Droplets, Aerosols, Droplet Nuclei and COVID-19
By Andrew Watson
It’s always interesting to see terminology that you use in your (somewhat esoteric) day job start popping up in your social media feed. The discussion generated by the recent letter sent to the WHO on the role that droplets and aerosols contribute to COVID-19 infection involves many of the phenomena that I work with designing cleanrooms – the special facilities that are currently busy making the drugs to help us fight this disease.
How these particles behave is suddenly of widespread interest given the impact on controlling the spread of the virus through social distancing - which is based on the distribution of droplets alone. In short, sneezing and coughing produce a large number of large to very large droplets, breathing produces lots of aerosols. Talking makes varying amounts of both.
Not focusing on the full range of particles produced by breathing and talking may turn out to be a failing in our attempts to control the spread of COVID-19.
Because a lot of what follows talks about very small things, I am using the term ‘micron’, meaning a millionth of a meter. A human hair is about 50 microns thick, and about the limit of what we can see with the naked eye. While SARS-CoV-2 is relatively large for a virus (~0.1 micron in diameter), consider on a volume-to-volume basis that one virus particle in a drop of water just 2 micron in diameter is equivalent to one human swimming in an Olympic sized pool.
Put simply, droplets are generally particles larger than 5 micron that when generated tend to settle onto surfaces and can only be removed by cleaning. Aerosols tend to be less than 5 microns and tend to be easily entrained in the airflow and are removed by well-designed air conditioning systems. To date, the main focus has been that droplets are the main source of infection.
Usually in cleanrooms we think of particles as solid objects. Liquid droplets and aerosols are a bit different because they change size over time due to evaporation. Therefore, a droplet falling to the floor can become an aerosol before it gets there, becoming a droplet nuclei (we will call them this to differentiate them from regular aerosols). However, if still liquid, once it lands it is unlikely to be re-entrained by local air movement like a solid particle might.
Having spent a morning wading through the last 80 years of research, it strikes me as odd that the central tenet of COVID-19 contamination control, social distancing, is based on the distribution of droplets alone. It would seem that aerosols should play perhaps not an equal, but at least supporting role. Droplet nuclei might be another thing altogether.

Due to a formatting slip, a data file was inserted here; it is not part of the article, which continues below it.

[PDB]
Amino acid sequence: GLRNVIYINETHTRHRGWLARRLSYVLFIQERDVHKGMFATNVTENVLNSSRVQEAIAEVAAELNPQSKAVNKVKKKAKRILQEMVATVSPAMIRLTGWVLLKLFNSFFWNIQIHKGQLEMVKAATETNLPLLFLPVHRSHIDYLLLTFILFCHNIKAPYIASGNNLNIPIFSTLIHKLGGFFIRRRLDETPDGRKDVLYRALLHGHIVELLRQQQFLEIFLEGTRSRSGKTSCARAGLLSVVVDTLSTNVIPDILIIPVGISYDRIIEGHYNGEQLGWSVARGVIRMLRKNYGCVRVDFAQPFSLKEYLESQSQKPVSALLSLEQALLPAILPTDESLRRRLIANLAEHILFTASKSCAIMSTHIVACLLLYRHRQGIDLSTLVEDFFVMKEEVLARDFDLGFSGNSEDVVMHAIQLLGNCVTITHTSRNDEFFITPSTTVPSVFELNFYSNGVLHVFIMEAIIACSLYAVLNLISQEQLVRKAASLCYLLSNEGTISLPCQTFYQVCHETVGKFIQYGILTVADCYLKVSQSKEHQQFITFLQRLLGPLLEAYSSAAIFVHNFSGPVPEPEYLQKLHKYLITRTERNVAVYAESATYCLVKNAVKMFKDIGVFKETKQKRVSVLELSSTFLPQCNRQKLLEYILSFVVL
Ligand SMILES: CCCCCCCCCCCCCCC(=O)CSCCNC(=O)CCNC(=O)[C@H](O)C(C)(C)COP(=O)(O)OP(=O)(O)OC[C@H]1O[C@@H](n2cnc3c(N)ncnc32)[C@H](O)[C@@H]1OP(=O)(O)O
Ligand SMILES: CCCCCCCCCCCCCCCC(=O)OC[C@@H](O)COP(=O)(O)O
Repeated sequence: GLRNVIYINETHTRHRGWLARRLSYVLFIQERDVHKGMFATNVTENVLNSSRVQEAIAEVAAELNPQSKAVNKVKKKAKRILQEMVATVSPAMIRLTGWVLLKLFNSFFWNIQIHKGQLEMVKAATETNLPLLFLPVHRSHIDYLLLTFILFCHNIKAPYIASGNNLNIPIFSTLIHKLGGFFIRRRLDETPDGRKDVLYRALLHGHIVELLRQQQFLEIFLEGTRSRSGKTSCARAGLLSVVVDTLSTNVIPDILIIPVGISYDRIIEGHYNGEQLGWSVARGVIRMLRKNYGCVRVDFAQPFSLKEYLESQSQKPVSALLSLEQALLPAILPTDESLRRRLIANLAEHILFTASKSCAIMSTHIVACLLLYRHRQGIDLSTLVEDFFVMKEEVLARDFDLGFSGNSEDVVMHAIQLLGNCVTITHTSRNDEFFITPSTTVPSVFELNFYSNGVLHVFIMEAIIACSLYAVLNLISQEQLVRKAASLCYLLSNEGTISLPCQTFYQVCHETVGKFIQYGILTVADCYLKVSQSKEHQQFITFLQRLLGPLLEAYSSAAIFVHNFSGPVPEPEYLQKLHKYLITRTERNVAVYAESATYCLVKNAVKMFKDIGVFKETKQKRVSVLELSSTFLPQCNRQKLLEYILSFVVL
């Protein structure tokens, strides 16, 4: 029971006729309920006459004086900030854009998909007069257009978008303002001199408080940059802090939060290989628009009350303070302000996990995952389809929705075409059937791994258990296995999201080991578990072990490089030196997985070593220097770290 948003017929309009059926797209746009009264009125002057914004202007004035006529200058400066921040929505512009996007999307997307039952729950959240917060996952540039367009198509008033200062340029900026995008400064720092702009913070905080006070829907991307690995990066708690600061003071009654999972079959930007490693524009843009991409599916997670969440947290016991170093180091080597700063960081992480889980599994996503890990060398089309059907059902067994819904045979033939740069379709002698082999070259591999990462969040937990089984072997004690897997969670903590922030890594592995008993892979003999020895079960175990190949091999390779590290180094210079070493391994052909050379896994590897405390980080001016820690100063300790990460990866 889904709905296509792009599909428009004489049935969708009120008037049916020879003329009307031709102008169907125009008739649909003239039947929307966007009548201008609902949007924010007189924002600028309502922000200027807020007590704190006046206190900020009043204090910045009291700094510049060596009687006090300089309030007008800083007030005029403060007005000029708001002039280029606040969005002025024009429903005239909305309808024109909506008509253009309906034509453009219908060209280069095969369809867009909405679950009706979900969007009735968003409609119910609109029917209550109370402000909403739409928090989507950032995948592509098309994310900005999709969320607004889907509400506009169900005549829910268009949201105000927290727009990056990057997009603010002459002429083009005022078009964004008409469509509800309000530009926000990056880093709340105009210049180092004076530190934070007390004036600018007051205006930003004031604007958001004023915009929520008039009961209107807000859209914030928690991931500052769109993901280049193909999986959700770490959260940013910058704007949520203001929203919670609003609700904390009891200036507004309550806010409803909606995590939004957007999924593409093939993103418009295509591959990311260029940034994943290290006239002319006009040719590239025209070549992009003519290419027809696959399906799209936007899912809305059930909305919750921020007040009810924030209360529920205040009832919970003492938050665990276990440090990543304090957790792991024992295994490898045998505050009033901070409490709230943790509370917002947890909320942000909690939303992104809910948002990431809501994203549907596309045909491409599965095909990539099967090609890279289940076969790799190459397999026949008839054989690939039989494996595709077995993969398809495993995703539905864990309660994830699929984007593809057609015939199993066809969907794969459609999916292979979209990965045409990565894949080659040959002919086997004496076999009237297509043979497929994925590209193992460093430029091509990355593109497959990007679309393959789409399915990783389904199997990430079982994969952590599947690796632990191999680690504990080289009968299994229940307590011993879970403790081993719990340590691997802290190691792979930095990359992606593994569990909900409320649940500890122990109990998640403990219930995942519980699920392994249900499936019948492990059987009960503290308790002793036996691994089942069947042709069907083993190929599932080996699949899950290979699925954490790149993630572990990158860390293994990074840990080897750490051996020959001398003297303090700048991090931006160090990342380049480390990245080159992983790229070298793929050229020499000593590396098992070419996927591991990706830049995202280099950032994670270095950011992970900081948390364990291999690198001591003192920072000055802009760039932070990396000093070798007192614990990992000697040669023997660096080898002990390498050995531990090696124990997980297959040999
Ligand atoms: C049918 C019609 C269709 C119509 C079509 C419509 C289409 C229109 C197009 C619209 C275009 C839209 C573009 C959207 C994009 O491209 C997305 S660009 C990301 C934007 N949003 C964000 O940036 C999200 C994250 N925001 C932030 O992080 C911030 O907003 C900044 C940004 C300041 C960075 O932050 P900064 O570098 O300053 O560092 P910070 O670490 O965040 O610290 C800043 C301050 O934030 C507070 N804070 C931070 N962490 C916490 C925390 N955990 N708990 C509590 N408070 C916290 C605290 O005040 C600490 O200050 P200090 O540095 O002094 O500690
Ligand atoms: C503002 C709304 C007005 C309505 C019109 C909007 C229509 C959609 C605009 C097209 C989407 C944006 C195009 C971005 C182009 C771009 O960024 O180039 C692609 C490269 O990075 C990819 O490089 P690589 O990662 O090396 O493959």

Studies have been performed on the particle size distribution of sneezes, coughs talking and regular breathing. As sneezing and coughing produce large to very large droplets (100s of micron in diameter, therefore visible), breathing produces lots of aerosols (mostly less than 1 micron in diameter and invisible). Depending how loud you are, talking can produce lots of droplets or a mixture of aerosols and droplets). Interestingly the number of particles generated by a person when they breathe and talk vary widely, from less than one per litre to thousands. One study noted that counting loudly to one hundred could generate more droplets than a 30 second coughing fit – although they didn’t comment on droplet size.
This reflects a lot of the work that has been done looking at particle shedding in many people that work in clean environments. When you look at their total particles shed (mostly skin particles), the amounts vary from hundreds of thousands per minute to tens of millions. The latter we call “prolific shedders”.
Plenty of work has also been done in collecting both droplets and aerosols and recovering viable virus particles. There is discussion that the source of the particles are important. Coughing and sneezing brings forth material from the lower respiratory tract (everything below your vocal chords, including the lungs). Talking and breathing transports particles from the upper respiratory tract (above your vocal chords, including your nasal cavity). The lower respiratory tract tends to have a higher concentration of virus particles when you are sick.
Size is also a consideration when you consider the potential viral load. On average, the total volume of liquid aerosol expelled in one minute’s breathing would barely make up a single 10 micron droplet. This is a fraction of a percent of the volume of a single particle expelled by a cough or a sneeze. However, these will all remain in the air and have the potential to be inhaled.